Does lawmaker's immunity cover flagrante delicto?

Section 11 of Article VI of the 1987 Constitution provides, "A Senator or Member of the House of Representatives shall, in all offenses punishable by not more than six years imprisonment, be privileged from arrest while the Congress is in session. No Member shall be questioned nor be held liable in any other place for any speech or debate in the Congress or in any committee thereof."This provision of the Great Document embodies the rule of parliamentary immunity. It has two parts: (1) privilege from arrest, and; (2) immunity in speech or debate.

Many a piece of jurisprudence has discussed immunity in speech or debate among senators and house members and its rules and interpretation are very much settled. However, recently, regarding privilege from arrest, "House Majority Leader Rodolfo FariƱas asked traffic enforcement agencies on Monday, September 18, to excuse lawmakers when they commit minor traffic violations on their way to work. Citing parliamentary immunity, he asked the officials of the Department of Transportation (DOTR) and the Metropolitan Manila Development Authority (MMDA) to give leeway to representatives who commit minor traffic violations on their way to Batasang Pambansa in Quezon City to attend a session." (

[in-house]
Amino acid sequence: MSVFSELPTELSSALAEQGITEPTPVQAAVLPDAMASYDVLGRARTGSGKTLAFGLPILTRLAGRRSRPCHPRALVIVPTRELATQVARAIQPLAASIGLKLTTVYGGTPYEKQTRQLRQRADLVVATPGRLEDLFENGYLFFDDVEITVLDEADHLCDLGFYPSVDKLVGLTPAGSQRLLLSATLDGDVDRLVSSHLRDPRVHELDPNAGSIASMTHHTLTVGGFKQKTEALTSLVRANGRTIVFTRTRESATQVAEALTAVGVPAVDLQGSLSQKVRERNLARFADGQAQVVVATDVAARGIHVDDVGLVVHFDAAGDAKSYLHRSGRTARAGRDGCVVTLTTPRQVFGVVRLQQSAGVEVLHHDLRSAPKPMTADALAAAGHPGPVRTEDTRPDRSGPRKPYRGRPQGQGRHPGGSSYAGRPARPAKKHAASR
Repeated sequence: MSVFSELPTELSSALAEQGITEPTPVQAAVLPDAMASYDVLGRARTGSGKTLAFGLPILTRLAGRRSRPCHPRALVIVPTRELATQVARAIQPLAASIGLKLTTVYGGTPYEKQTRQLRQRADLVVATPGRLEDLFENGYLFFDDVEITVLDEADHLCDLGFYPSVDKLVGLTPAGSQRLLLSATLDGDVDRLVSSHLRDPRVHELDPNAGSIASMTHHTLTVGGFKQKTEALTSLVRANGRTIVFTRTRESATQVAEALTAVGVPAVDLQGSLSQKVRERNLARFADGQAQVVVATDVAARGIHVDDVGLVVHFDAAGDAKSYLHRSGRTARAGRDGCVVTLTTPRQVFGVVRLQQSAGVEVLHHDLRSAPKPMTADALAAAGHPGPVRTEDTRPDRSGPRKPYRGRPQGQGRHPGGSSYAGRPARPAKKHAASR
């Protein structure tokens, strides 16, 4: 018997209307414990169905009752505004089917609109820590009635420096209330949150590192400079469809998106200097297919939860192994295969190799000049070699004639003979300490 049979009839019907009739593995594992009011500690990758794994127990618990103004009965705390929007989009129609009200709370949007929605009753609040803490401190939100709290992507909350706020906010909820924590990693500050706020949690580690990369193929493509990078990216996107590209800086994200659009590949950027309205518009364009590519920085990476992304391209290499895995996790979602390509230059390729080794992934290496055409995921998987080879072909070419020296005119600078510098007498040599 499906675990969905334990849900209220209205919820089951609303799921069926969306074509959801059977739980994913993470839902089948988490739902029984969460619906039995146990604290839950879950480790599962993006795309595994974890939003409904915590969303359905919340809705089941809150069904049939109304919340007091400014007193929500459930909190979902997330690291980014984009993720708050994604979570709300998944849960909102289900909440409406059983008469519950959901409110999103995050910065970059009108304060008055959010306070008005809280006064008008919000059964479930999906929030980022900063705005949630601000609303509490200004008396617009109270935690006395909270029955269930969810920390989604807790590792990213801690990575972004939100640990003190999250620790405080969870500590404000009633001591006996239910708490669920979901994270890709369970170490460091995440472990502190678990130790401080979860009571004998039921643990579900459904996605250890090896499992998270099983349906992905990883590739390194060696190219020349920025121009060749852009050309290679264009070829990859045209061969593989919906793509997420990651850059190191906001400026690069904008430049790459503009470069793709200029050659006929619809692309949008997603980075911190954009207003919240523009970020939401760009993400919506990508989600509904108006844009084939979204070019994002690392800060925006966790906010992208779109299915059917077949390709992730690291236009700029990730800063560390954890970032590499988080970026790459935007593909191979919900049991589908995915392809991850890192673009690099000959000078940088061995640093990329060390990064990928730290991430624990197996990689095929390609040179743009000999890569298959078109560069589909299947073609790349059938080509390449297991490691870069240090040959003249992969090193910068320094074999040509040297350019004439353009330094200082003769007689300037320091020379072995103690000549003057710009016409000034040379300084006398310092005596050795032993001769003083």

It is Project Jurisprudence's view that the constitutional privilege from arrest applies only to arrests with warrant and does not apply to in flagrante delicto arrests. The Rules of Court defines in flagrante delicto arrest, thus: "Arrest without warrant; when lawful. - A peace officer or a private person may, without a warrant, arrest a person: (a) When, in his presence, the person to be arrested has committed, is actually committing, or is attempting to commit an offense xxx." (Section 5(a), Rule 113) A different rule would open the floodgates of hell to more abuse.